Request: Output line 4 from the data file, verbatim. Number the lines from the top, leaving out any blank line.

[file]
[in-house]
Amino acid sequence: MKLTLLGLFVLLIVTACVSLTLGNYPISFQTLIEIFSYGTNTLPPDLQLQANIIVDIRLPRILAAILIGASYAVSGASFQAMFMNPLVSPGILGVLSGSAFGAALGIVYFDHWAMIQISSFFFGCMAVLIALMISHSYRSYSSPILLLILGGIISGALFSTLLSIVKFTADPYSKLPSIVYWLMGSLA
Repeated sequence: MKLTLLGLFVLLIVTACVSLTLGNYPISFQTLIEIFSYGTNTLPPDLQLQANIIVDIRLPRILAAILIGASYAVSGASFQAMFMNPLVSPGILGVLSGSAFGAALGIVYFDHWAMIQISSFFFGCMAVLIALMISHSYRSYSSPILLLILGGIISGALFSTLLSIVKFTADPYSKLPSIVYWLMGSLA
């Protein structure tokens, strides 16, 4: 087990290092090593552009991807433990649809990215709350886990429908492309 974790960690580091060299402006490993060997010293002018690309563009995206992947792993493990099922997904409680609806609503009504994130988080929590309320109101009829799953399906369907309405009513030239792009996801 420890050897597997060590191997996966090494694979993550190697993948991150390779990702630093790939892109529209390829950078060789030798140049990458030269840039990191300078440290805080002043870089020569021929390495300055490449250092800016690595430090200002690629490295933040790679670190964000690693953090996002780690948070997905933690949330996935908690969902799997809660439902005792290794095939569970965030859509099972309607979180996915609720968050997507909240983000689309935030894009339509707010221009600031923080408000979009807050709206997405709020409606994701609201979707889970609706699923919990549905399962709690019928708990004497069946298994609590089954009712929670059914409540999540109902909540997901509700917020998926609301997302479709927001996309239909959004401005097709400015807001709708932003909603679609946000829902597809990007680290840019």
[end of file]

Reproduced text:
């Protein structure tokens, strides 16, 4: 087990290092090593552009991807433990649809990215709350886990429908492309 974790960690580091060299402006490993060997010293002018690309563009995206992947792993493990099922997904409680609806609503009504994130988080929590309320109101009829799953399906369907309405009513030239792009996801 420890050897597997060590191997996966090494694979993550190697993948991150390779990702630093790939892109529209390829950078060789030798140049990458030269840039990191300078440290805080002043870089020569021929390495300055490449250092800016690595430090200002690629490295933040790679670190964000690693953090996002780690948070997905933690949330996935908690969902799997809660439902005792290794095939569970965030859509099972309607979180996915609720968050997507909240983000689309935030894009339509707010221009600031923080408000979009807050709206997405709020409606994701609201979707889970609706699923919990549905399962709690019928708990004497069946298994609590089954009712929670059914409540999540109902909540997901509700917020998926609301997302479709927001996309239909959004401005097709400015807001709708932003909603679609946000829902597809990007680290840019």